Student options after high school

Liberty students have plenty of different paths after high school.

Miranda Jones, senior, poses in front of the Marines logo. She plans  to finish school early and leave Feb. 16.

Courtesy of Miranda Jones

Miranda Jones, senior, poses in front of the Marines logo. She plans to finish school early and leave Feb. 16.

With the first trimester come and gone and the second-trimester beginning, seniors have to start making decisions about their futures. College is often seen as the “next step” for students after high school. It has a lot of benefits, such as: furthering your education, learning meaningful skills that you can use in the workforce, and creating opportunities that you could use in the future.

There are two main types of colleges, community colleges, and universities. Universities are typically larger schools than community colleges. Their degrees take about four years to complete and are more expensive than community colleges. On the other hand, community college degrees take around two years to achieve and are less expensive than universities. If you would like to attend a university but price is an issue for you, you can attend a community college for two years and complete all of your prerequisites for cheaper. Then, after two years, you can transfer to a university to earn a degree in any given department. That is exactly what John Long, senior, will be doing this following school year.

“My plan is to do two years at Kirkwood and then transfer over [to] the U[niversity of Iowa],” said John Long, senior. “The reason that I am doing that and staying close is that I can stay at home, which is a lot cheaper.”

Aside from attending a community college to lower the cost of college, the military is also a viable option. The military is a difficult and often demanding job, so they make sure to take care of their personnel. Thanks to the Post 9/11 GI Bill, former military members will have their public in-state tuition and fees paid for, which is a large reason many recent grads think about enlisting according to Today’s Military.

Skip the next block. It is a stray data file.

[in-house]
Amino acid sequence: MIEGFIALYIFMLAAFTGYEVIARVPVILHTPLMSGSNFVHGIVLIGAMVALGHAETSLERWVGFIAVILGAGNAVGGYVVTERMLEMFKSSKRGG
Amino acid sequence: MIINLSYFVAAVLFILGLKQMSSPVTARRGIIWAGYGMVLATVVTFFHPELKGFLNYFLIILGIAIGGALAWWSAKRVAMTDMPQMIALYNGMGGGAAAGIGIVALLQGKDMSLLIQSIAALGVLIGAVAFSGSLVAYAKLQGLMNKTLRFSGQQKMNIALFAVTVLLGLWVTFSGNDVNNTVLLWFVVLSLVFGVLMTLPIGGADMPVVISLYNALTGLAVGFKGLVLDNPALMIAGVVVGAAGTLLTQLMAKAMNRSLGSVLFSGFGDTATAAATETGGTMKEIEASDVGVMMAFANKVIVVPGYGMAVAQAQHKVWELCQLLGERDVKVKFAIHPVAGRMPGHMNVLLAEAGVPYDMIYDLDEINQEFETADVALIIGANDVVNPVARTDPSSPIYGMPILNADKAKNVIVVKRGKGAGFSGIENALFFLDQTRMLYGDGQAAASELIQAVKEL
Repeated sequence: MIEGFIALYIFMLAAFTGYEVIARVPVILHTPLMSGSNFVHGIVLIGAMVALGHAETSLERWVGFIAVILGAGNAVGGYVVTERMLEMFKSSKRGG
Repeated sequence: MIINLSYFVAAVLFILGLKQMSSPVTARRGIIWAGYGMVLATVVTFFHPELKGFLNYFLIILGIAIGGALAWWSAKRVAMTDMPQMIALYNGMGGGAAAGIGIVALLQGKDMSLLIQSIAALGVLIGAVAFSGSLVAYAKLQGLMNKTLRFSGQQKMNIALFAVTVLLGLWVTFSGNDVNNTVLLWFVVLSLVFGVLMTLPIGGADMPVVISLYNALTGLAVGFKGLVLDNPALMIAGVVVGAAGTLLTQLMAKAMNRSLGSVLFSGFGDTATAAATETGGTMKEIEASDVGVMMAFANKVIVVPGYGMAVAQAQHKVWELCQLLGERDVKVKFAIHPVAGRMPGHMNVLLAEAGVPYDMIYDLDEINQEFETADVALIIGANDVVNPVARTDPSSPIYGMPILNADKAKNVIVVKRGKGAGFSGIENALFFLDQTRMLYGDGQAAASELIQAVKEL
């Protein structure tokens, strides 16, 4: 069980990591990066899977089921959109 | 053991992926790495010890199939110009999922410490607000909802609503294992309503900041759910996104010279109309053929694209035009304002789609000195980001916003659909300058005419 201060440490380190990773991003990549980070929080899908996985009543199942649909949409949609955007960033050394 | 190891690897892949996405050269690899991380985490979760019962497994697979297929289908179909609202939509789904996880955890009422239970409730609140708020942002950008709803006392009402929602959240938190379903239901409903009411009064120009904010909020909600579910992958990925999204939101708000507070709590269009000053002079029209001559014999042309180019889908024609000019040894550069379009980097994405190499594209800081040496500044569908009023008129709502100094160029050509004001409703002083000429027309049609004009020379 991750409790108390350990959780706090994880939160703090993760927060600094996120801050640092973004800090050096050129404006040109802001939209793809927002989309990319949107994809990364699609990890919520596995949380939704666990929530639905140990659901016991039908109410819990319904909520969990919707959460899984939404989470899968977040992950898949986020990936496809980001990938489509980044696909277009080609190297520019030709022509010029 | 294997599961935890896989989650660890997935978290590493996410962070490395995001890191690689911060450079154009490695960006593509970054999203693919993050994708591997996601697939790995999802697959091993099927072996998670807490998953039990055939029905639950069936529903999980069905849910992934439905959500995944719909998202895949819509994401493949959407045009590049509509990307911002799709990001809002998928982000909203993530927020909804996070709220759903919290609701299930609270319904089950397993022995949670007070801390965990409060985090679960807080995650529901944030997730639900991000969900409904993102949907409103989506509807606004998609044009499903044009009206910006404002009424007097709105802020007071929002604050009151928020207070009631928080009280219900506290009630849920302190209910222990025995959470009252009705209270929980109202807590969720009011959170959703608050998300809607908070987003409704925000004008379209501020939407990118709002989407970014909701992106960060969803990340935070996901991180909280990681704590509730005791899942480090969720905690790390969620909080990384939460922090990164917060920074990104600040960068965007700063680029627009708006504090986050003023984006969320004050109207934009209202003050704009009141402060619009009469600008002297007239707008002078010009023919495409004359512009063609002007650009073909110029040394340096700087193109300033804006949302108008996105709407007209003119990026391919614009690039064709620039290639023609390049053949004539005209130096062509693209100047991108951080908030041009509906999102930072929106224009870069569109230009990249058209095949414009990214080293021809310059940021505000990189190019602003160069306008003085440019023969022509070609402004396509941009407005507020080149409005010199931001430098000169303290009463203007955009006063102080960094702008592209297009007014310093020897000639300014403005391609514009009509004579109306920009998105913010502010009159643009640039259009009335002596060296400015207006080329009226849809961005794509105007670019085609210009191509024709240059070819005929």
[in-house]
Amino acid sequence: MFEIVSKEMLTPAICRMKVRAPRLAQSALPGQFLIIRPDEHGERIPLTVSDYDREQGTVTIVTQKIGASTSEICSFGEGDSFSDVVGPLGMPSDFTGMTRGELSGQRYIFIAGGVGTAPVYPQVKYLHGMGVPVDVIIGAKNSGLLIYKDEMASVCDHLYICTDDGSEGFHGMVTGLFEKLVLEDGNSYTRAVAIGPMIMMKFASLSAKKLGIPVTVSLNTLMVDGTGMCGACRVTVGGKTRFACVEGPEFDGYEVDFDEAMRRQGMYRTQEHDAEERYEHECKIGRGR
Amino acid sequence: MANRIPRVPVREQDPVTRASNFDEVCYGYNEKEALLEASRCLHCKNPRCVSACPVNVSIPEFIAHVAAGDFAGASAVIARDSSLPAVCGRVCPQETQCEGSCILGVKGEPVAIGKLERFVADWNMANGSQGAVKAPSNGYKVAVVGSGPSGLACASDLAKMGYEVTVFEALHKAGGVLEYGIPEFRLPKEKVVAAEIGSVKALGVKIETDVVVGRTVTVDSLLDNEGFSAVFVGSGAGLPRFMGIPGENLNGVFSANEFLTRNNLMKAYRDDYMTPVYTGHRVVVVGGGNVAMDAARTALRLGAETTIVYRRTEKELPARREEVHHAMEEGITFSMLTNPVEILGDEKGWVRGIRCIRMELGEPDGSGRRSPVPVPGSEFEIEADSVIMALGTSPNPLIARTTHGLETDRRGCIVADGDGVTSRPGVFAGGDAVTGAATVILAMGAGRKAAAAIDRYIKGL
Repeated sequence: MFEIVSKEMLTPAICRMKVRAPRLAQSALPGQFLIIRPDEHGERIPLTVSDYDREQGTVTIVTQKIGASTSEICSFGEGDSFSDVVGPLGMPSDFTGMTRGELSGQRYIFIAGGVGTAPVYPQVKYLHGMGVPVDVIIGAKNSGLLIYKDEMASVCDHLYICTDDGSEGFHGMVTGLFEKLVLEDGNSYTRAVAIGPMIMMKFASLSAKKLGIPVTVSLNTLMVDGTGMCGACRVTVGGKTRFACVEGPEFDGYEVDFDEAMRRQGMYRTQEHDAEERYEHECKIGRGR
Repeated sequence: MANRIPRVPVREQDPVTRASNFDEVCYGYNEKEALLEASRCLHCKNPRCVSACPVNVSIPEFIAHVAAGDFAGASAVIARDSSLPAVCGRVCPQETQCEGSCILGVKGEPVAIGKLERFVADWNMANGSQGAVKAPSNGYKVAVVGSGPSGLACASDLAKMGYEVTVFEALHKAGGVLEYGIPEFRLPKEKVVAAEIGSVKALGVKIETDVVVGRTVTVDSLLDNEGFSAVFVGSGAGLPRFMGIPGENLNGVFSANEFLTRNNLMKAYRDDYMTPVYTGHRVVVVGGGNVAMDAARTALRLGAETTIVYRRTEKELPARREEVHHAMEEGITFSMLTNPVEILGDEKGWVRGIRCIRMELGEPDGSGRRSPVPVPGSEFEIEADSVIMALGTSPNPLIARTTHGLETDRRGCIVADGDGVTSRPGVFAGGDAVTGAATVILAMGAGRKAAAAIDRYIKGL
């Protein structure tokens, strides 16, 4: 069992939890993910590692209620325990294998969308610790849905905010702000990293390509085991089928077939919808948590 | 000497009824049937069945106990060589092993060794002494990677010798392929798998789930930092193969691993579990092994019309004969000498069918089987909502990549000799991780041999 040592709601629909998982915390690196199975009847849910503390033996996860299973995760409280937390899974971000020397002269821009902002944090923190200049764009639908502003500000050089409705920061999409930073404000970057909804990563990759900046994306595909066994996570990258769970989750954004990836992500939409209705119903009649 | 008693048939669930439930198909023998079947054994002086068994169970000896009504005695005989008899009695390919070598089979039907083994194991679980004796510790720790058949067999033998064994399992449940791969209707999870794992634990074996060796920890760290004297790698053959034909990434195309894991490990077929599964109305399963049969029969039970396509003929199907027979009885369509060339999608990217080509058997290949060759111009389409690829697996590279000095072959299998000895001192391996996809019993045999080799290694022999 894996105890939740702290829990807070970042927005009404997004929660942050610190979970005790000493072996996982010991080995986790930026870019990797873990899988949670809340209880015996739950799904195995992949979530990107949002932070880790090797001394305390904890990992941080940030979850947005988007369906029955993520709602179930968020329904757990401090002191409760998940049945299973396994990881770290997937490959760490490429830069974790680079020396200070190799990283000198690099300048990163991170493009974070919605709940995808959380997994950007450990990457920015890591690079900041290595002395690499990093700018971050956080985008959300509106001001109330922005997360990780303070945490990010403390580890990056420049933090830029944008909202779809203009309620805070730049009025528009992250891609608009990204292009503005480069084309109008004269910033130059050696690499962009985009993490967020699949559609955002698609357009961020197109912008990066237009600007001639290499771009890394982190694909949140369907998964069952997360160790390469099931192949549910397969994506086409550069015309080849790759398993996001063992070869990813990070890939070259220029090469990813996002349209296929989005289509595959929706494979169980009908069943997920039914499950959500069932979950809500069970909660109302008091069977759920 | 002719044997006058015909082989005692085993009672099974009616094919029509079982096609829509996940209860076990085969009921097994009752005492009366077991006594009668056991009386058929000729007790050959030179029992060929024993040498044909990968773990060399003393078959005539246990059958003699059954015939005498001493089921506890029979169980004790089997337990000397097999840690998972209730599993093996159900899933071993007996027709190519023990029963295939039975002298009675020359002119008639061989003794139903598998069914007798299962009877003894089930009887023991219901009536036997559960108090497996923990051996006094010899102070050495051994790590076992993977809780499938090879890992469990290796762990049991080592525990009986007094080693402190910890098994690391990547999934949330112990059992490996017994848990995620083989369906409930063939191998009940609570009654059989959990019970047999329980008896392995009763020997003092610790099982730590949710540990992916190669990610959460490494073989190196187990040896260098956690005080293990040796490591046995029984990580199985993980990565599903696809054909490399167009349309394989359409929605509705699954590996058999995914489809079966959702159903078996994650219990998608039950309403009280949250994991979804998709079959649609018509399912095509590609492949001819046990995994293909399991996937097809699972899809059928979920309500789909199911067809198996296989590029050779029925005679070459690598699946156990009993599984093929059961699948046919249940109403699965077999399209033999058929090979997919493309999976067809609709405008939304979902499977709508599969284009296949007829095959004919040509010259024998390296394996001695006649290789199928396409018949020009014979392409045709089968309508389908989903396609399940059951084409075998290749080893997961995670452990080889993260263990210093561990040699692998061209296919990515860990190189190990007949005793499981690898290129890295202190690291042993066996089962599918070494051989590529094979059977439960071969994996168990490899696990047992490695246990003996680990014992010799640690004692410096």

I became interested in the Navy because I want to be able to afford college and get a higher education”

— Blaine Scroggins

“I became interested in the Navy because I want to be able to afford college and get a higher education,” said Blaine Scroggins, senior. “I want to not have to worry about student loans and have enough money to support myself through college.”

The military offers many more benefits than free college and a monthly check. If you join the military, you are serving your country, which can lead to a feeling of fulfillment and a sense of purpose.  

“I’ve wanted to join the military since I was in elementary school. I’ve always had something deep in my mind and heart that made me want to serve this country in that way, and I’ve never set my mind on another career,” said Miranda Jones, senior. “I leave for Marine Corps boot camp on February 16th, 2021. I’m graduating early once the first trimester is over.”

College or the military isn’t for everyone. There are still plenty of options that seniors can pursue after graduation. Trade schools or certificate programs are other options that are similar to college. Instead of taking classes in different subject areas, you focus on becoming a certain job the whole time. Such as an electrician, plumber, or mechanic. These programs grant you valuable experience while being paid. It can also lead to a job right out of high school.

Joining the workforce is a common denominator after high school. It just depends on when. If students have a viable, long-term job available, they will often go into the workforce immediately after graduating high school. This could be seen as risky since recent graduates often have little to no experience.

Whatever Liberty seniors decide on pursuing after high school, they will definitely do great things.